The Best Standard Bath Towel
Picture a towel in your head, and you’re probably picturing this one from Boll & Branch. It’s medium thickness, but with a tall pile. It feels plush, but not the kind of plush where it feels like you’re not getting dry very quickly. It’s soft, and feels just as good after 10 washes. Added plus: Boll & Branch ensures their product is sustainably made with organic cotton, so you can brag to your hippie in-laws when they comment on your lovely bath towel set.
The Best Super-Plush Bath Towel
The Brooklinen super-plush bath towel is ridiculously cozy, and drapes on you heavily like a dental x-ray vest. It’s made from long-staple Turkish cotton, and feels wonderfully soft after dozens of washes. (It shed a little lint the first few washes, but it’s not a factor after that.). The downside to this ultra-absorbent heavyweight towel is that it takes a long time to dry—water tends to get trapped in the thick fabric. But as long as you’re not showering twice a day, or own more than one towel, that’s not a huge deal.
The Best Gigantic Bath Sheet Towel
All of the towels we recommend come in a bunch of different sizes, but if you’re looking to embrace the humongous bath sheet life, consider the Coyuchi air weight bath sheet. This towel is a bit thicker than the Onsen, which helps give it a slightly softer handfeel, especially after the first wash. Each spot picks up water quickly, but because of its massive size, you’ll never want for a dry spot to wipe away a new part of your body. The problem with a thicker large bath sheet is that it can take an absurd amount of time to dry, and take up a lot of space while doing it. The Coyuchi bath sheet doesn’t have this issue. Even if your roommate squishes it on the side of your towel rack after your morning shower, it’ll still be invitingly dry when you pull it off the next day.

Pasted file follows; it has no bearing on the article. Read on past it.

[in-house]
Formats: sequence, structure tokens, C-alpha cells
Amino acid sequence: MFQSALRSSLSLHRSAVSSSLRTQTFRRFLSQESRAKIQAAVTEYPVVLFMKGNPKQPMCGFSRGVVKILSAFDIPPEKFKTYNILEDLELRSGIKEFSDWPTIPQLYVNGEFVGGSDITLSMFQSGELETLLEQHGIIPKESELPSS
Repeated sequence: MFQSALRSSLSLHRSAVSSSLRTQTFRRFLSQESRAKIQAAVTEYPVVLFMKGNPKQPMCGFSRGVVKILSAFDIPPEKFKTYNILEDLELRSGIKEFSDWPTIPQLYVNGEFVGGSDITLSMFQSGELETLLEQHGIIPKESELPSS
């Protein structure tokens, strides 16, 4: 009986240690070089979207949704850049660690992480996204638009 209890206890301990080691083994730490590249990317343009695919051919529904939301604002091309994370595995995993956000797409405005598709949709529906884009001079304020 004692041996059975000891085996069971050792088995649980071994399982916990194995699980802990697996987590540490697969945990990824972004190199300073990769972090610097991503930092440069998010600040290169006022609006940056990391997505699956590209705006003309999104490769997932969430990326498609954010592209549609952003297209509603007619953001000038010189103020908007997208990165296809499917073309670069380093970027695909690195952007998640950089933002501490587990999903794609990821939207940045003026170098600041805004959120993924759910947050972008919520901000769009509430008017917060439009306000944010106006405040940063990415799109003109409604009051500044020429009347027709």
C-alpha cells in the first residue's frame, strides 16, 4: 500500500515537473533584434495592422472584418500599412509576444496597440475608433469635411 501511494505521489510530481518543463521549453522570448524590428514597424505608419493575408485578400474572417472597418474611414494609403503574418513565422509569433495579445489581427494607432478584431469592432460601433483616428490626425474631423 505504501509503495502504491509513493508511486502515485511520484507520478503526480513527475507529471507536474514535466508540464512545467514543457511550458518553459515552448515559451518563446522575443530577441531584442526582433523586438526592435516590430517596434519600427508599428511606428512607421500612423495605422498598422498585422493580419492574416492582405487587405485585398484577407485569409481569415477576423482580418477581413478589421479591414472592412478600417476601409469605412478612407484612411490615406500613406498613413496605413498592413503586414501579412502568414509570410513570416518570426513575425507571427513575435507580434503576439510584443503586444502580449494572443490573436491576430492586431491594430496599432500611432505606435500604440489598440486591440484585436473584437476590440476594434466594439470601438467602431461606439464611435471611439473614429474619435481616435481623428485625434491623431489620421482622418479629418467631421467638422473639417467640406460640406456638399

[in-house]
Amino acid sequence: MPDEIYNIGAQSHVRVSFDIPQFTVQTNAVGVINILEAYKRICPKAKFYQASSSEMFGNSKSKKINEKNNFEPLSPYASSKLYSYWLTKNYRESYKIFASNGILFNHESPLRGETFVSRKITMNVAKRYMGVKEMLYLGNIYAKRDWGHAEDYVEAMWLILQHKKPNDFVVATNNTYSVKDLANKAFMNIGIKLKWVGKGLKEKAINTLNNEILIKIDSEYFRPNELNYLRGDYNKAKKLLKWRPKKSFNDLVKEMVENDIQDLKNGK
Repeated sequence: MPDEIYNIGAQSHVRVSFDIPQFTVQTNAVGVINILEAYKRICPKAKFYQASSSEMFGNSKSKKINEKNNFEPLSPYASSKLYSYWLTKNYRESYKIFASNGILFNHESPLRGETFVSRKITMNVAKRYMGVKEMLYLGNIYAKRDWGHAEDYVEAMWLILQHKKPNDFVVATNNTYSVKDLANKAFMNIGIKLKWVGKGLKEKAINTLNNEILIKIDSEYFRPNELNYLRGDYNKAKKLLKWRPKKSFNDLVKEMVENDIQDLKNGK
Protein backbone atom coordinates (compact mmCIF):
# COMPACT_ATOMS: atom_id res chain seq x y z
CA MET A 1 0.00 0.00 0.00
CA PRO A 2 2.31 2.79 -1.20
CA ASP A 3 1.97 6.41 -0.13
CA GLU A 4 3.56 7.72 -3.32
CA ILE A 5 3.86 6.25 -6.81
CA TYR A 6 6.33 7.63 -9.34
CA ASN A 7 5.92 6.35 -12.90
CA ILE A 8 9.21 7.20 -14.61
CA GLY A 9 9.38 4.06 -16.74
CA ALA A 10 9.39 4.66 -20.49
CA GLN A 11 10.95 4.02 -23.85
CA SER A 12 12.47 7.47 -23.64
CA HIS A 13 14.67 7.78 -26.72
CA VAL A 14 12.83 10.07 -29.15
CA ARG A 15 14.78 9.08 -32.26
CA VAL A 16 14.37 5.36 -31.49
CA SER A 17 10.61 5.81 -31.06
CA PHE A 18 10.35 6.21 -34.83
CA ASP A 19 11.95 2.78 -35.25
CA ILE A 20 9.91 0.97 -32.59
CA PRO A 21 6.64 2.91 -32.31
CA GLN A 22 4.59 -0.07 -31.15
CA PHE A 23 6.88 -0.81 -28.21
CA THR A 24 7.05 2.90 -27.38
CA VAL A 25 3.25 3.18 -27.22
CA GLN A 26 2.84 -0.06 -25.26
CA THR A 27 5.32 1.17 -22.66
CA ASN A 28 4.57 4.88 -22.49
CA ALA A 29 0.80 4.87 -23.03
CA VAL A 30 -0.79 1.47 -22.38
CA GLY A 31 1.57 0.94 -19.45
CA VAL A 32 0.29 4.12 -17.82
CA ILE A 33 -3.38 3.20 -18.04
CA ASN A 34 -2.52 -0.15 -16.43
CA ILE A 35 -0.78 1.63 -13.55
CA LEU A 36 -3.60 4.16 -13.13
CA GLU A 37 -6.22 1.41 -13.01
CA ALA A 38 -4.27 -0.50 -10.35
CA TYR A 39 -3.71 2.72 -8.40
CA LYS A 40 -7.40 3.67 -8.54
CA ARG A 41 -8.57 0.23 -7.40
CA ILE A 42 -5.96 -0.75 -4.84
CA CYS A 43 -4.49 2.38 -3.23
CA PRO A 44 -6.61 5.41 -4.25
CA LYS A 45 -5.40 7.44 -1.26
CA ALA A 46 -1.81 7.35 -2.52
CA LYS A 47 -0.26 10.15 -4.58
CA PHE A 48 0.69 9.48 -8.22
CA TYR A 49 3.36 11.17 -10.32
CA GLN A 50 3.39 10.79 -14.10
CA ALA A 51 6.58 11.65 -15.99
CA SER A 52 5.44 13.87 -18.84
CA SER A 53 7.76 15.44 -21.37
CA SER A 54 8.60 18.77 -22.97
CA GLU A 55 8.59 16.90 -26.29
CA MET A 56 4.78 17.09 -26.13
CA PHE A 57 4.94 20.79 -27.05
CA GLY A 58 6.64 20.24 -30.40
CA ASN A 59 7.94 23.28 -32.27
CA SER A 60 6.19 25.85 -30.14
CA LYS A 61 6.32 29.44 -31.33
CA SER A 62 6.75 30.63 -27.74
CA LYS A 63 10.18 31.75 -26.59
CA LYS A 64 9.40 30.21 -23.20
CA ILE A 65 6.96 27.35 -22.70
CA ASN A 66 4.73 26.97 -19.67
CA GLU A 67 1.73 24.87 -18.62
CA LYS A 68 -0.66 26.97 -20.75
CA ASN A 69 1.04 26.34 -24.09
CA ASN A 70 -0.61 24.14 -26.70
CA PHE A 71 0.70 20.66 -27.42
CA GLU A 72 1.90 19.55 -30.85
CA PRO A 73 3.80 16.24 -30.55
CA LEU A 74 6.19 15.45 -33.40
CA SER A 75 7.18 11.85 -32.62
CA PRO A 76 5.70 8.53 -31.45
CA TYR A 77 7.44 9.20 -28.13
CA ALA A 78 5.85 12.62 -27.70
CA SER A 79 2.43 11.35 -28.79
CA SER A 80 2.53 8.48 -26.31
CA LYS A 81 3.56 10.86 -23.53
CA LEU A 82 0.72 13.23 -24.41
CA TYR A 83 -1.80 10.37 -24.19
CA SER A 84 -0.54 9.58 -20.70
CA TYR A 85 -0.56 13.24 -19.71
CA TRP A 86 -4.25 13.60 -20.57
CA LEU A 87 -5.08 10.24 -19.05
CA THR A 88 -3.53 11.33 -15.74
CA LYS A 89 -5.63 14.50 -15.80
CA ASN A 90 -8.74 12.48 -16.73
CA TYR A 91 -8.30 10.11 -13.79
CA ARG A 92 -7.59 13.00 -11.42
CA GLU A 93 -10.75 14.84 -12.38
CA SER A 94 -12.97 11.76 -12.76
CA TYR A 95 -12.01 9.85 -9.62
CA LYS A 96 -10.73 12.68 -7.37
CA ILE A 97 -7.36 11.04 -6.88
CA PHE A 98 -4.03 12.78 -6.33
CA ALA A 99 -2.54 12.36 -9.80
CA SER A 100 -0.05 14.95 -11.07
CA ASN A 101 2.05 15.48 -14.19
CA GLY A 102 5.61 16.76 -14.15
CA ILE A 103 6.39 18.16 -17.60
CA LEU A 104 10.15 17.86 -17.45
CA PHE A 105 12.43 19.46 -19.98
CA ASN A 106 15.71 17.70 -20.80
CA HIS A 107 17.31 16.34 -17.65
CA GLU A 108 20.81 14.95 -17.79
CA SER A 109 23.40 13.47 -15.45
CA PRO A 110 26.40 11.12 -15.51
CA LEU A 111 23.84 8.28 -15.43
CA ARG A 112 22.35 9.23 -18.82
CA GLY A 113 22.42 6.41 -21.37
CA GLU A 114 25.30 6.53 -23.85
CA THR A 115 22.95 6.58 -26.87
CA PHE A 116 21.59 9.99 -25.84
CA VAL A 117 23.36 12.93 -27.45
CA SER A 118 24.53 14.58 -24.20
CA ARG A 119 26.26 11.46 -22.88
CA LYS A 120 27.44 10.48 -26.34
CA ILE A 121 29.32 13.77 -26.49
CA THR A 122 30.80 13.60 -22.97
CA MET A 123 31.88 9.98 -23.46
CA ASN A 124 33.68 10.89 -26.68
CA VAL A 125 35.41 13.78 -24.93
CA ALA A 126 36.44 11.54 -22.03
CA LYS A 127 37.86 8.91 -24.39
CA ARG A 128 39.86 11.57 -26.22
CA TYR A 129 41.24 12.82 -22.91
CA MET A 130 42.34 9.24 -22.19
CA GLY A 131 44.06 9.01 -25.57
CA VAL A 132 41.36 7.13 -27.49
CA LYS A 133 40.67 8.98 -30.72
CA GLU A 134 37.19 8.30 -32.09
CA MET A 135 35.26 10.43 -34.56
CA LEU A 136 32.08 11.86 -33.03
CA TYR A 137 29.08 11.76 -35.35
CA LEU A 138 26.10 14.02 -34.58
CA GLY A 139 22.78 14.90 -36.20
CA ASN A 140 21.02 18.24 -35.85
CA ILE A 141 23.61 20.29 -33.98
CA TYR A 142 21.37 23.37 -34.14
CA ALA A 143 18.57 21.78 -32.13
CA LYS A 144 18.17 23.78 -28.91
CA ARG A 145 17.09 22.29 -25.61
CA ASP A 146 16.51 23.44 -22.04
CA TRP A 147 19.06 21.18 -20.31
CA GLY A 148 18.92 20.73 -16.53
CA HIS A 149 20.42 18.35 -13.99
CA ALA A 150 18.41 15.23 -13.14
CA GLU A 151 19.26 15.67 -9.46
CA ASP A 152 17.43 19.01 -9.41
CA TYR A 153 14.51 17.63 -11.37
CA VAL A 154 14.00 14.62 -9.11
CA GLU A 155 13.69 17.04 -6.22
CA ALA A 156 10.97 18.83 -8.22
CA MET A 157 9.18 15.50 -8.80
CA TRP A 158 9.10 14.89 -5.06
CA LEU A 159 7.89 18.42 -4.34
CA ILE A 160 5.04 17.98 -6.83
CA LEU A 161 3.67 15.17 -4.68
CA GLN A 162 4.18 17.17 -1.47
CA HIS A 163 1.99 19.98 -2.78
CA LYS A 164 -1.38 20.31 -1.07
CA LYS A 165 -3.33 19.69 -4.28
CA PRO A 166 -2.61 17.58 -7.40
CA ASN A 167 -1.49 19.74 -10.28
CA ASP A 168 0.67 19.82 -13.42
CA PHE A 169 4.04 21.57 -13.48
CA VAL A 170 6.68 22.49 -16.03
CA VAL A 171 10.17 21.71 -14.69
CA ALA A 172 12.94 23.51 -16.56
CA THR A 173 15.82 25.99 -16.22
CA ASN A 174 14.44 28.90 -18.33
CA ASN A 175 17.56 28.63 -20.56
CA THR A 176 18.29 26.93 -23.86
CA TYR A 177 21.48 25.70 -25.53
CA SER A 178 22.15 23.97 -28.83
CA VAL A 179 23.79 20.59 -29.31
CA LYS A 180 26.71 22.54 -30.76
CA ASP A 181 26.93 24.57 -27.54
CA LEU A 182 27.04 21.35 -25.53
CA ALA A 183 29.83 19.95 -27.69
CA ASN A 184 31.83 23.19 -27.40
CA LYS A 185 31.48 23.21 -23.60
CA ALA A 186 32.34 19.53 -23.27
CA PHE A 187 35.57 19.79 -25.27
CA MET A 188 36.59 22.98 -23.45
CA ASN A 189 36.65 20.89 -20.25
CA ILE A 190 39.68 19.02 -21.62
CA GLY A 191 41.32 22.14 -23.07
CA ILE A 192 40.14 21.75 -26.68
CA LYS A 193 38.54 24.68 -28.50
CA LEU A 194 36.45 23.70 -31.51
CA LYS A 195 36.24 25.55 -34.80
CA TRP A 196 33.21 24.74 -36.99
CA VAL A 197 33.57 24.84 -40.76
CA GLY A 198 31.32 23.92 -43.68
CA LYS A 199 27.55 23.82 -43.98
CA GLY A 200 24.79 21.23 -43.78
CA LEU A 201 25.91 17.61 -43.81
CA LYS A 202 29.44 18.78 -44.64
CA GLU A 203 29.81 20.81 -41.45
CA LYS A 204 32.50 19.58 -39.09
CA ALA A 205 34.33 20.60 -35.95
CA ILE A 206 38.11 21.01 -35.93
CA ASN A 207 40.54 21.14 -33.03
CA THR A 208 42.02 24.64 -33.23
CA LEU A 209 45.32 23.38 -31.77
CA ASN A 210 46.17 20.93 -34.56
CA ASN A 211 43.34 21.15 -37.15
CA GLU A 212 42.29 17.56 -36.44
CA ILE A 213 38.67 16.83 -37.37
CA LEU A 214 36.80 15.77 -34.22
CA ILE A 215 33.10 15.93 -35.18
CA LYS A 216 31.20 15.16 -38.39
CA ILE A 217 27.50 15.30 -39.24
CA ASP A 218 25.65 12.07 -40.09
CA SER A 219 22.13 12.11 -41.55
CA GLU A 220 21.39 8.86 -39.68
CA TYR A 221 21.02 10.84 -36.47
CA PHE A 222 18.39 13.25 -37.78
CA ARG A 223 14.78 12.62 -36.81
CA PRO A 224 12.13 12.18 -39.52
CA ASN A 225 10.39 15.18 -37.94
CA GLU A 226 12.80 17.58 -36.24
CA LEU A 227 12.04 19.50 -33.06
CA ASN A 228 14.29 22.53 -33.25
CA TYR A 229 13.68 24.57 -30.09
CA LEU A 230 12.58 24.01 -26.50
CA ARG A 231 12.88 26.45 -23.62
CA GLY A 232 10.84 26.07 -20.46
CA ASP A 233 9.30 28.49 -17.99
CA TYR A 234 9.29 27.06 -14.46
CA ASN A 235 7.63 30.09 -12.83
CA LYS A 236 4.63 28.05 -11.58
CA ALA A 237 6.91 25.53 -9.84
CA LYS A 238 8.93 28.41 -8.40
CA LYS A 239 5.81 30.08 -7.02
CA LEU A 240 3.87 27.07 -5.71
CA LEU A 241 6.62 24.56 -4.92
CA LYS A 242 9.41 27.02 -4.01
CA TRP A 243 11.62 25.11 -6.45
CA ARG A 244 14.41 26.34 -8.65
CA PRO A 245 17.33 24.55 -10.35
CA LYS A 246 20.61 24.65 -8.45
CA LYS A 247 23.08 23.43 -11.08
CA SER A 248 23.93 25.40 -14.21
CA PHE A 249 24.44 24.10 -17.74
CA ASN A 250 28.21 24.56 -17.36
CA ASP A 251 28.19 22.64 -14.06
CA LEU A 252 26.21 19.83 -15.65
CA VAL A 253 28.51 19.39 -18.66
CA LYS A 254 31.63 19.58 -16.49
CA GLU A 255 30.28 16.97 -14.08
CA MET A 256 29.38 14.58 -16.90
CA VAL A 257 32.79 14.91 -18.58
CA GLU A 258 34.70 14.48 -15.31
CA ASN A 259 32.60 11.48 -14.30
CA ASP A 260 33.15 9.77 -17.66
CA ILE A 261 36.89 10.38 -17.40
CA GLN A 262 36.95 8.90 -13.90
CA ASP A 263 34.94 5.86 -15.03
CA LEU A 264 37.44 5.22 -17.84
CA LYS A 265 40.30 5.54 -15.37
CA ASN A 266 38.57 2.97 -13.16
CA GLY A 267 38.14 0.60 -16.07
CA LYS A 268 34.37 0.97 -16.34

The Best Spa Bath Towel
Yes, we said there are three categories of towel thickness, but, as with most things, the reality exists on a spectrum. The Riley towel falls somewhere between the Brooklinen’s plush and Boll & Branch’s more typical towel thickness. It’s extremely soft with a medium pile, which feels a bit like the towels you envy at nice hotels, but at a price where you could afford a full bath set. It dries you off easily and is ready to use again even if you shower once more later in the day. Added bonus: the little built-in hook makes hanging it anywhere a breeze.
The Best Luxury Towel
Frette makes some of the nicest sheets in the world—think of the sheets on the nicest hotel bed you’ve ever been in, and it’s probably Frette—so it makes sense they make a deeply-luxurious, high-quality towel, too. The “diamond weave” is beautiful and functional, drying off quickly without weighing much at all (it’s just a bit heavier than the Onsen, but with a more even thickness). The jacquard fabric (practice pronunciation before flexing: jack-erd) is made of extra long-staple cotton in Portugal. Sure, it’s $80, but that’s really not a crazy amount to ask for a few years of sumptuous drying. We especially like the graphite version.